Who are friends and family? Friends and family are, obviously, immediate family members. This could be your parents; it could be your cousin, your brother, your sister; it could be college classmates; it could be high school classmates, maybe people you used to work with like your former boss. In many instances, I’ve seen a former boss giving a lot of money to the entrepreneur when building the business. And it could be people in your social media environment. It could be people that you are connected with on LinkedIn, Facebook, Instagram, whatever that is, but there’s that direct type of relationship. This is your first and perhaps even second degree of connections.
When it comes to the pros and the cons of friends and family, the pro is ultimately that these people love you, they trust you, they care about you, and they want you to succeed. They’re not going to ask for a lot of due diligence, a lot of questions, a lot of documents because they already trust you. Trust is present. And believe it or not, trust is everything when you’re looking to raise money. That’s definitely a pro that is going to allow you to get that money in quickly so that you can deploy and execute very fast.
When it comes to the con, your Thanksgiving dinners and your Christmas dinners are going to be all about conversations around the business; they are going to be all about following up on how the valuation of your business is growing over the course of time. Don’t forget that if you’re not able to deliver on your promises, and the business doesn’t perform, and perhaps it’s even failing, some of those relationships may be hurt and affected. So you want to be very careful and really consider this when you’re taking money from your friends and family.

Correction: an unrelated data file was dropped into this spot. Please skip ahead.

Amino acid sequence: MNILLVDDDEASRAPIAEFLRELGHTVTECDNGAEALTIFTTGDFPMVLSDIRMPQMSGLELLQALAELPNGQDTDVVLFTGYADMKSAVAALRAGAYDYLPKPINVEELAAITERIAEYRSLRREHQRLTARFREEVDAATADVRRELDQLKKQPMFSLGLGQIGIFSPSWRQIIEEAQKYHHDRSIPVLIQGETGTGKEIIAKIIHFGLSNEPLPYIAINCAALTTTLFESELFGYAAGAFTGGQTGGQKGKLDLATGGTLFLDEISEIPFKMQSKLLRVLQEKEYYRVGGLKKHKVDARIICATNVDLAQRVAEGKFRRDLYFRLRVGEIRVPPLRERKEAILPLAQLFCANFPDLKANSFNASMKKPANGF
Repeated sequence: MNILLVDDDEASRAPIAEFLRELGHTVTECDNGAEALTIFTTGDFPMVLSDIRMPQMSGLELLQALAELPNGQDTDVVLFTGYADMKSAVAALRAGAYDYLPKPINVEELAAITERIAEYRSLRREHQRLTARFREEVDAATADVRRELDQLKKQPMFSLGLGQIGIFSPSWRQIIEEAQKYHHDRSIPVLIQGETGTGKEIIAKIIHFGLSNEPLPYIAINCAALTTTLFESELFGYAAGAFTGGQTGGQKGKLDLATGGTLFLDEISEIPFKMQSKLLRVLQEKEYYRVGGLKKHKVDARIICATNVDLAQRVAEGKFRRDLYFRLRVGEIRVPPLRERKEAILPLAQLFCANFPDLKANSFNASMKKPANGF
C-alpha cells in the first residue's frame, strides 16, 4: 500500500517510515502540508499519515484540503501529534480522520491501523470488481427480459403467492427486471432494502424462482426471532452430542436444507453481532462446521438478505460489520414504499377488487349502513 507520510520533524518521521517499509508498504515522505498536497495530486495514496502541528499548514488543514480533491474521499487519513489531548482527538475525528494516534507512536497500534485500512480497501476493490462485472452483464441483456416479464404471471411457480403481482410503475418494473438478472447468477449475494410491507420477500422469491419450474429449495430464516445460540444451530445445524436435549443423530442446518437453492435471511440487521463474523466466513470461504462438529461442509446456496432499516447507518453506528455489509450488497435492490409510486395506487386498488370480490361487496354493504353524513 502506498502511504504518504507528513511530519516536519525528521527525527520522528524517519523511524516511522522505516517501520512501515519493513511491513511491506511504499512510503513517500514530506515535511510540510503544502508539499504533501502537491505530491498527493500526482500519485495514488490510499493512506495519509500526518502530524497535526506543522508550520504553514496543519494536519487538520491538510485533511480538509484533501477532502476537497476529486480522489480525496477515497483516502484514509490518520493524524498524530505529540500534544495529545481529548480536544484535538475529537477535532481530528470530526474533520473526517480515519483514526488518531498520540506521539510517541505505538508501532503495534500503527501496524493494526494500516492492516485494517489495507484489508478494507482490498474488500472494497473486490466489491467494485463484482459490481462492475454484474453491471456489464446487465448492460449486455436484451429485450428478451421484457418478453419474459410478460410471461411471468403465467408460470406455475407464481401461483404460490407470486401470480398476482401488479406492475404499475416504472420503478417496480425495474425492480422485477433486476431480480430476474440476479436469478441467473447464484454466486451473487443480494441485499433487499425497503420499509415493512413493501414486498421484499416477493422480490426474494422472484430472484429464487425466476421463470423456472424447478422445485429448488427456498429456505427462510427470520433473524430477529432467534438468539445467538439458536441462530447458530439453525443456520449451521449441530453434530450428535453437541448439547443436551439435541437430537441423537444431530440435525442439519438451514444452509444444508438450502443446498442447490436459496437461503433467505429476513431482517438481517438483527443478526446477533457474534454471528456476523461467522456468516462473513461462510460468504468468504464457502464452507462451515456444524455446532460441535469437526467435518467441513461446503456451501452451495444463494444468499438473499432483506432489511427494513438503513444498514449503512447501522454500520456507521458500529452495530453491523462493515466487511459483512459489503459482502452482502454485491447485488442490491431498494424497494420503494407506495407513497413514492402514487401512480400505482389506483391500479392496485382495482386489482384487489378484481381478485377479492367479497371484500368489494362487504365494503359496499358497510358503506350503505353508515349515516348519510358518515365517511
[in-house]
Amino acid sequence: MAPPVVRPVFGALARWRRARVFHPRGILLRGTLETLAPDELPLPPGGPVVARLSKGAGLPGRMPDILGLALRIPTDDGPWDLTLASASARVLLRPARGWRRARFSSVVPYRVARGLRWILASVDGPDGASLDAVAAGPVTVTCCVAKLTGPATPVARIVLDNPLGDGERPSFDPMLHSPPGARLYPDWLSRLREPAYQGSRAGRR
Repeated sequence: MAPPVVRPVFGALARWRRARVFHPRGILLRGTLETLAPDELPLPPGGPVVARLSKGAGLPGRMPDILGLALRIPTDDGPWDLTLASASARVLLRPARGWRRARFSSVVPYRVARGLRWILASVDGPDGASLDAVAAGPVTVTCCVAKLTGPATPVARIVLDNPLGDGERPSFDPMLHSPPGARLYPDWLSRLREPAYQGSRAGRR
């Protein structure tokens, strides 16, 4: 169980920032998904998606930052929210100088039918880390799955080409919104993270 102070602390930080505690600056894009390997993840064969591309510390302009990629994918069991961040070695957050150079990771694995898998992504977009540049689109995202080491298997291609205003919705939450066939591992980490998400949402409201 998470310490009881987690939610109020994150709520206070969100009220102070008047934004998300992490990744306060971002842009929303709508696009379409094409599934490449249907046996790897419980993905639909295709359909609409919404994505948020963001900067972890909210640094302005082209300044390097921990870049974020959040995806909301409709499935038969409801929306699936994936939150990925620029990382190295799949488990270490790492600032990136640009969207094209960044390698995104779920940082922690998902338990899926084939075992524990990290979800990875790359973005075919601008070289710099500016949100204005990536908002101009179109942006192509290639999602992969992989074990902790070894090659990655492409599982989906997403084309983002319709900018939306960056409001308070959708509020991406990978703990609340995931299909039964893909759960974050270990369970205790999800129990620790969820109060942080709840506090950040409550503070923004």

Curating your pitch deck for your friends and family. When you’re curating your pitch deck, keep in mind that you’re going to be keeping it from 15 to 25 slides, so it’s going to be very straightforward stuff. You can even use the pitch deck template below, that you can see on the comment section below. It’s for free, and it is used by founders all over the world to raise millions. You can literally grab that and optimize it to whatever you’re looking to accomplish.
Remember that those friends and family members are people that you know very well, that you understand their interest, what drives them, what motivates them. Perhaps you can package that pitch deck with a story that really enrolls them in that you’re putting some of that magic that is going to get them super excited to jump into this and share the journey with you.